The five thousand
Methodist Collection of Modern Christian Art, No.6
Commentary by Francis Hoyland
Eularia Clarke was inspired to produce this picture while eating fish and chips at Canvey Island.
She wrote of the fear she felt about painting Our Lord and how she only felt able to include a priest - and only half a priest at that - in the top right hand corner of the painting, as a kind of surrogate for him. Besides this the priest is engaged in the most secular part of the Mass for he is reading the parish notices after he has finished his sermon.
The resulting image is strange in a way because if the priest is saying Mass then his congregation are breaking the Eucharistic fast with a vengeance by eating fish and chips!
Also some of the congregation have their backs to the altar! However, all becomes clear if we realise that here we are in the realm of type and anti type. The most classic example of the relation of type to anti-type is given by Our Lord Himself when He said. "The Son of man must be lifted up as Moses lifted up the serpent in the desert, so that everyone that believes may have eternal life in him."
In other words the healing power of the brazen serpent, which was presumably set on a cruciform standard was a type for the anti-type of the sacrifice of Golgotha whole healing power over sin we all rely on.
If we apply this kind of thinking to this painting it is clear that the priest stands for Christ and that the feeding of the five thousand is a 'type' for the 'anti-type' of the institution of the Eucharist at the Last Supper and for the reception of Holy Communion thereafter.
Another strange thing about this picture is that it is happening during Eularia Clarke's lifetime not in 32AD or thereabouts. Here again we have an anti-type - that is Eularia's experience at Canvey Island - setting off the resonance of the 'type' of the actual feeding of the Five Thousand, which was itself a ' type' of the Eucharist so, for her, everything was working together.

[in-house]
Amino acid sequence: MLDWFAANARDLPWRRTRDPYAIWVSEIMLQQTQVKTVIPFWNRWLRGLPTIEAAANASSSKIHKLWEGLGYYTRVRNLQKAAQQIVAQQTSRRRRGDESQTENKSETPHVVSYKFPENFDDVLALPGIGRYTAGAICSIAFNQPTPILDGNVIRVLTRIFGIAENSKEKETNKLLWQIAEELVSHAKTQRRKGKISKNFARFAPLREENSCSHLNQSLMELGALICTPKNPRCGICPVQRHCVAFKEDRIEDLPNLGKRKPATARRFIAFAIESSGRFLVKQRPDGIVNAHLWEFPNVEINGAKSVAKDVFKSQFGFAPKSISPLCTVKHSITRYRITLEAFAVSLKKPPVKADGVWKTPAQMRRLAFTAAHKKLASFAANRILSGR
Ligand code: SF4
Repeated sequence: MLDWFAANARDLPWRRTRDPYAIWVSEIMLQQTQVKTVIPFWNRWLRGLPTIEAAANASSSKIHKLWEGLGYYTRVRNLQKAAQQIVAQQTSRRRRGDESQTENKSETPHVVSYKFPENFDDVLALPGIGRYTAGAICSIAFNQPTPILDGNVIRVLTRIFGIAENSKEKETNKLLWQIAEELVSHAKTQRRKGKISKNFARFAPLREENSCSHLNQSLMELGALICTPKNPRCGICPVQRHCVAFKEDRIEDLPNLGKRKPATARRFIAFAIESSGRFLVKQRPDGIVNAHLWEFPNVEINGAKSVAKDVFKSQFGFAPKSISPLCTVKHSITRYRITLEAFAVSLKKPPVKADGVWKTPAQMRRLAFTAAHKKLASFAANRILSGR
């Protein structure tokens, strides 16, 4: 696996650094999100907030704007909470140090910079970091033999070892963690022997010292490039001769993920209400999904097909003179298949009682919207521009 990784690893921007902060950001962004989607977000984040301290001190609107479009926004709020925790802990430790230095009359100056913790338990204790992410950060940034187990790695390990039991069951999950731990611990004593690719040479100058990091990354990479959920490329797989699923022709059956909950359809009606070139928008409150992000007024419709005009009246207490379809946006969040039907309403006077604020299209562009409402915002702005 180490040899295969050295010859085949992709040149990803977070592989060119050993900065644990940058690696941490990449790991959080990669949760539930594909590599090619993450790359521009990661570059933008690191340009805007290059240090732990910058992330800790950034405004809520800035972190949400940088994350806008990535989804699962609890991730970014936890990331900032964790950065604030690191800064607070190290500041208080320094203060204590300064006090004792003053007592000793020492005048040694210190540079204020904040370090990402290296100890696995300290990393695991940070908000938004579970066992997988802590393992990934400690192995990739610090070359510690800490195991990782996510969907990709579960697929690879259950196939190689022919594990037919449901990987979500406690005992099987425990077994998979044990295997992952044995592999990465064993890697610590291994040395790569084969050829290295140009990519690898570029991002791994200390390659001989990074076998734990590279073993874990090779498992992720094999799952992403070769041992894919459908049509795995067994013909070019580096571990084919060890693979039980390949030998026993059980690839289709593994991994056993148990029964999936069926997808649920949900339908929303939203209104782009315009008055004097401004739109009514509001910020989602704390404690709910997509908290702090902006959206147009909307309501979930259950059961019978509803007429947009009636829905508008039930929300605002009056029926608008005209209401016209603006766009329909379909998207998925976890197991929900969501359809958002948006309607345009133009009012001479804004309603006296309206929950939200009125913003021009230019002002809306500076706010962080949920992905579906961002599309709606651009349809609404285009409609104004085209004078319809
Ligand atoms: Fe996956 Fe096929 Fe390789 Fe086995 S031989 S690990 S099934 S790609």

It seems to me that the fun of working out the meaning of this picture is a good way of getting closer to the meaning of the story and of sharing with Eularia some of the Faith we hold in common - at any rate now we can relax and enjoy the spectacle!
Taken together the figures make an overall pattern on the picture surface. Even though the ones at the top are slightly smaller this is certainly not a perspective space in which geometrical rules are applied to establish the way that things get smaller as they get further away.
When one applies the rules of perspective one begins by establishing ones own position in relation to the things one is painting. Someone looking at the picture then identifies with the artist and becomes the unmoving apex of a cone of vision.
This gives the artist and the spectator a sort of power over what is depicted but since Eularia was equally concerned with every person and had no intention of owning or dominating anyone, this sort of space did not suit her and she invented this even spread of figures instead.
However, it is clear that we are looking down quite steeply on the figures at the bottom of the painting and for that matter on the altar at the top. Maybe we are looking at a hillside or possibly not.
Then again the grass we hear of in the gospel spreads evenly across the space and its individual leaves get no smaller as they recede from us. But all these apparent inconsistencies make up an image that is consistent when we consider Eularia's aim was to show how important each individual and each object was to her.
For this purpose the space could not be arranged better. The painting is full of delightful incidents: the boy sitting on his father; the child in yellow using her mother as a table as her mother stretches out, curling her toes, bicycles, a primus, the sleeping woman in the bottom left hand corner and so on.
It is clear that Eularia needed to have seen the crowd at Canvey Island in order to paint this picture and this fact seems to embody a spiritual truth. God has become so mixed up with man since his incarnation that one can see the effects of his presence everywhere - if one has eyes to see.